Maud Clark wasn’t aware of her prejudice. That is until she was looking around at the circle of prisoners and realised that she wasn’t ‘other’ – one of these women could be her, her mother, her sister, or her friend. Everyone in that room was somebody’s daughter.
In the 1980s as a student at the Victorian College of the Arts (VCA), Maud performed in a play about women coming over to Australia in the hulks at Fairlea Women’s Prison. After watching Female Transport, one of the women approached and asked if a drama program could be established in the prison. Maud called the Governor to ask permission and though he did not understand the need, he agreed. Looking back, Maud realises how much the prison system has changed. Firstly, in the play a woman hangs herself, but at that time, society was yet to tune in to the importance of trigger warnings and fully understand the emotional impact and therefore the sensitivity required around such topics. Maud also recalls that when the program was first established, officers would leave them all in the dining hall with no supervision and return two hours later at the conclusion of the workshop – a nonchalance which does not exist today.
In the 1990s, when Somebody’s Daughter Theatre Company was founded as a not-for-profit organisation, there was recognition of the power of the arts by funders – thank goodness, because as the mother of a three-year daughter, Maud would not have been able to continue the work without financial support.
Women in prisons are one of the most marginalised and misunderstood in society. Criminologist Cesare Lombroso even suggested in his 1893 work The Female Offender that such women were ‘primitive and pathological individuals who had failed to develop into moral, feminine women’ (Estrada, Nilsson & Pettersson 2019). Other scholars described female offenders as more masculine and argued that women’s offending was ‘of a more concealed and fraudulent nature than men’s’ and that this could be explained by their ability to conceal menstruation and fake their enjoyment of sex (Estrada et al, 2019).
Somebody’s Daughter Theatre Company has been working in theatre and visual arts practice within Australian women’s prisons for nearly 40 years:
“For a lot of the women, their involvement in the play is the first time they have completed anything, and they are acknowledged as the carrier of their own story. Women involved in the play often talk about issues they otherwise wouldn’t have; the arts have always been doorways for understanding things about ourselves and the rest of the world.”
The company works in three areas: Dame Phyllis Frost Centre (DPFC) & Tarrengower prisons in Victoria, with women post-release and with young people in Geelong. At DPFC, 100 women usually attend drama and visual arts workshops with a core group of 40 involved in the production/ exhibition from start to finish. The workshops are conducted by Artistic Director Kharen Harper, Musical Director Justin Holland and Emerging Artist Kgshak Akec, film maker Sam Reed, visual artists Kate Osborne and Lisa Calwell .The skills the women learn are the same as people would expect to learn in any visual arts workshops or theatrical context: body and voice warmups, songs and improvisation. Plays are produced annually and are devised by the women, recurring themes such as parole, homelessness, adoption, family violence, addiction, abuse, and forming connections. The annual production is always accompanied by an art exhibition. COVID has required adaptation and last year’s production Miss, It Appears We’ve Hit Some Turbulence is being adapted into radio play/podcasts. During Miss, It Appears We’ve Hit Some Turbulence, the women collaborated for Harmony Day, it was a time of great joy with twelve cultures coming together.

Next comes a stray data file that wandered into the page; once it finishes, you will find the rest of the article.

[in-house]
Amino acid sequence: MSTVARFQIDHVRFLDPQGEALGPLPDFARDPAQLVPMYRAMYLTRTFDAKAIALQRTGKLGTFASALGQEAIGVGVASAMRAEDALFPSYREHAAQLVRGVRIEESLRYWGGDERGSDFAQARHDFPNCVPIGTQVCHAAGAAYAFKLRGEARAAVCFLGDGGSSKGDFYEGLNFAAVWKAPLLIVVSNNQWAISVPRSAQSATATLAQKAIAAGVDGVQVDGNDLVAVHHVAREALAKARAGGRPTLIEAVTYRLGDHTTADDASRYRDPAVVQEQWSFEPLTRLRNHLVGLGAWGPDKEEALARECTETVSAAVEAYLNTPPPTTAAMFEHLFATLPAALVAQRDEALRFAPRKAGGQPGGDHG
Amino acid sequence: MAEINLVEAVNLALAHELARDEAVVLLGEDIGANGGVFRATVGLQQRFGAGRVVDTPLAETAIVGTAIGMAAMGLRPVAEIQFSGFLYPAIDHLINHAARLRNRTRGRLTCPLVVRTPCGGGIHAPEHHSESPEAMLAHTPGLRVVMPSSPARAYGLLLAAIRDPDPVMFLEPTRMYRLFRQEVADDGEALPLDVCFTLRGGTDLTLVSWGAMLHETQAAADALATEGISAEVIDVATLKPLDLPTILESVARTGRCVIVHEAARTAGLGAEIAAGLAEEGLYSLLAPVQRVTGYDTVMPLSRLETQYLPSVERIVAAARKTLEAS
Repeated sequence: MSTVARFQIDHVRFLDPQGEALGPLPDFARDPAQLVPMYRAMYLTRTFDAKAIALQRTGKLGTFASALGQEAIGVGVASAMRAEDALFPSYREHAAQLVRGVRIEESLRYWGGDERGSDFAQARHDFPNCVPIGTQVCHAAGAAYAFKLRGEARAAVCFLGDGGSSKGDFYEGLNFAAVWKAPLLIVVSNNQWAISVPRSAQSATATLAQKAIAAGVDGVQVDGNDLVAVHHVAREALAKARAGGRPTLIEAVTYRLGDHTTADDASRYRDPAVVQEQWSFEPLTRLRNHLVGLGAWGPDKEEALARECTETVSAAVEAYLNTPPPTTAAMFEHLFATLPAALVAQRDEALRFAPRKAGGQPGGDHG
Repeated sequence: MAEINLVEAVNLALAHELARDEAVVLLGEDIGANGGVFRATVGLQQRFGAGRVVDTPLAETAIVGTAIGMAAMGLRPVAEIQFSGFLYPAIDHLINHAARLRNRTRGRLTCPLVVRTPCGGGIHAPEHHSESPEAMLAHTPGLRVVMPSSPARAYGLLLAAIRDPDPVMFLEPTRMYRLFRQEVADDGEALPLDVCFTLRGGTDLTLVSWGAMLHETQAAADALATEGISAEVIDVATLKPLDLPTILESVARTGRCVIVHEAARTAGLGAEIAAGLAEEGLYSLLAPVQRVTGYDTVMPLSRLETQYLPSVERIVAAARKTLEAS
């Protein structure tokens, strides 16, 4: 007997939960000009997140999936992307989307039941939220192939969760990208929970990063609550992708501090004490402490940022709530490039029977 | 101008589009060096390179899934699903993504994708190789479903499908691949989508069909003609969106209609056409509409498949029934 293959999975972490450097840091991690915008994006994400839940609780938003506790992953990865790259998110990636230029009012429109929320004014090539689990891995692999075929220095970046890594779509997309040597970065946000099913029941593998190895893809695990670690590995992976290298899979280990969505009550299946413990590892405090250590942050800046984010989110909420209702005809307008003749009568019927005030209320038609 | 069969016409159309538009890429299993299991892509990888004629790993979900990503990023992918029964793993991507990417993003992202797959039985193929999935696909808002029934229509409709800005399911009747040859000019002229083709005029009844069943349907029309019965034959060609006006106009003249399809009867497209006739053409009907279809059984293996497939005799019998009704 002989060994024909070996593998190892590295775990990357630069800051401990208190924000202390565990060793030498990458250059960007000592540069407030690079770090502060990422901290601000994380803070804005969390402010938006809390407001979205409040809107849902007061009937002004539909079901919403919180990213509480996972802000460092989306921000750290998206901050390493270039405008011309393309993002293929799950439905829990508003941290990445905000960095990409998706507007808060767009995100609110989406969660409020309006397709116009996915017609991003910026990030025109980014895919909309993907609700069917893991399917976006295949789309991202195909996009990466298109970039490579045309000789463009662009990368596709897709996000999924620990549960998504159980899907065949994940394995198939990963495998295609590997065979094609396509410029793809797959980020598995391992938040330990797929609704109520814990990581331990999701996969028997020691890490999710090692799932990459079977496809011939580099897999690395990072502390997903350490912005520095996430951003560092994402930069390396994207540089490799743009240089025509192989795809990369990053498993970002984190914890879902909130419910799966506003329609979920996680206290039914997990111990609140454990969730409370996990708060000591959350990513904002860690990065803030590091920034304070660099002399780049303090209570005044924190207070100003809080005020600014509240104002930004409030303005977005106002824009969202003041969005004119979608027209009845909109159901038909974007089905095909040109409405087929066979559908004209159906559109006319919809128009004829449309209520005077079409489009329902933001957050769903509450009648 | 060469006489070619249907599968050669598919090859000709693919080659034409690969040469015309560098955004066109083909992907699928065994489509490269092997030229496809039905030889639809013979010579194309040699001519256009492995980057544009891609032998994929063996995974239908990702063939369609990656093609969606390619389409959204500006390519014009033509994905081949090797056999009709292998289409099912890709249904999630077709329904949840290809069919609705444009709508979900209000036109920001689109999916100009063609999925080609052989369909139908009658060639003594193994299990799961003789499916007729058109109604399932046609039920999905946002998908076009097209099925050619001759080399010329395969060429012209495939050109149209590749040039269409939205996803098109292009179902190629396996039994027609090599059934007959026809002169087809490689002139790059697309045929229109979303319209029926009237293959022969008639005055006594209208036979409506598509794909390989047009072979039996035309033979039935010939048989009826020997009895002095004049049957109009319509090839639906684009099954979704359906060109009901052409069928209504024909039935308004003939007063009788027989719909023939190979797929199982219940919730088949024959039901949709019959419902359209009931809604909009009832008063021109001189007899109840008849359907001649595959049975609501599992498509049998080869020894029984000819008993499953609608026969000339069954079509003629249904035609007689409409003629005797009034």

Somebody’s Daughter is unique in its consistency with inviting outside audiences of 150-160 people per performance into the maximum-security prison. Audience is by invitation only and Invitations include people on the visitors list, Funders, Ministers (when Parliament is not sitting), policy makers, people from corrections, and others working in the justice sector. This presents an opportunity for the women’s voices to be heard by the people who are making decisions about them and to educate on issues underlying imprisonment.
To demonstrate the presence of unconscious bias, in the first show ‘on the outside’ Tell Her I Love Her, Maud and the team deliberately placed someone without prison experience in the cast – someone who came from a wealthy from a reputable boarding school. After watching the woman play a ‘ragged’ character, the audience believed her to be the one actor with prison experience, because the other actors seemed too nice. Similarly, while working at Fairlea the family that ran the local coffee shop where artists stopped for coffee came to one of the shows. They were awestruck; “They can’t be prisoners!” Not only was the acting ‘too good’ but they could have been my sister or mother or daughter! Somebody’s Daughter hopes to educate people on the reality of our prison system and deconstruct stereotypes. The company recognises that “theatre can break barriers that you don’t even know you carry.”